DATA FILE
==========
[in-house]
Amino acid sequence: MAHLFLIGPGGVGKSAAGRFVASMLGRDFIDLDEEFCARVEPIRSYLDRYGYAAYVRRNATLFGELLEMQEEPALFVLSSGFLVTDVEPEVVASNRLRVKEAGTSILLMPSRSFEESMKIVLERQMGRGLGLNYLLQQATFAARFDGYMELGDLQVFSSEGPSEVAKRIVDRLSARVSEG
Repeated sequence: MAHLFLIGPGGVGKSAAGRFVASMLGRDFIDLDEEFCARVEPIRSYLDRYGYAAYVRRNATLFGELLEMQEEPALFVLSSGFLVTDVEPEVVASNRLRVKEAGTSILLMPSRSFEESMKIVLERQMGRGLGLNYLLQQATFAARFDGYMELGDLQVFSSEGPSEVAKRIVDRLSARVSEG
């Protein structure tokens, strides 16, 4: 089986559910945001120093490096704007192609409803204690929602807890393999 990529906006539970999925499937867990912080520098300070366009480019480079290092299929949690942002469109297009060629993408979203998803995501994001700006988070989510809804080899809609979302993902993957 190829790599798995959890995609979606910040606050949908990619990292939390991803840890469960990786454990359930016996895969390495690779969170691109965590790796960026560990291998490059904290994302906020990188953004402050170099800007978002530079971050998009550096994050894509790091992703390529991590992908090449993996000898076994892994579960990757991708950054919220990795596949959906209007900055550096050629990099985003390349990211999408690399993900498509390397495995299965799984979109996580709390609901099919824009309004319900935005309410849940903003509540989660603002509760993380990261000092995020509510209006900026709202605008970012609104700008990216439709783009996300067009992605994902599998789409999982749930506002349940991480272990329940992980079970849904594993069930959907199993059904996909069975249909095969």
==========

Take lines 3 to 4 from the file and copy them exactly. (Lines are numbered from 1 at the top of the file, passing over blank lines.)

Repeated sequence: MAHLFLIGPGGVGKSAAGRFVASMLGRDFIDLDEEFCARVEPIRSYLDRYGYAAYVRRNATLFGELLEMQEEPALFVLSSGFLVTDVEPEVVASNRLRVKEAGTSILLMPSRSFEESMKIVLERQMGRGLGLNYLLQQATFAARFDGYMELGDLQVFSSEGPSEVAKRIVDRLSARVSEG
């Protein structure tokens, strides 16, 4: 089986559910945001120093490096704007192609409803204690929602807890393999 990529906006539970999925499937867990912080520098300070366009480019480079290092299929949690942002469109297009060629993408979203998803995501994001700006988070989510809804080899809609979302993902993957 190829790599798995959890995609979606910040606050949908990619990292939390991803840890469960990786454990359930016996895969390495690779969170691109965590790796960026560990291998490059904290994302906020990188953004402050170099800007978002530079971050998009550096994050894509790091992703390529991590992908090449993996000898076994892994579960990757991708950054919220990795596949959906209007900055550096050629990099985003390349990211999408690399993900498509390397495995299965799984979109996580709390609901099919824009309004319900935005309410849940903003509540989660603002509760993380990261000092995020509510209006900026709202605008970012609104700008990216439709783009996300067009992605994902599998789409999982749930506002349940991480272990329940992980079970849904594993069930959907199993059904996909069975249909095969």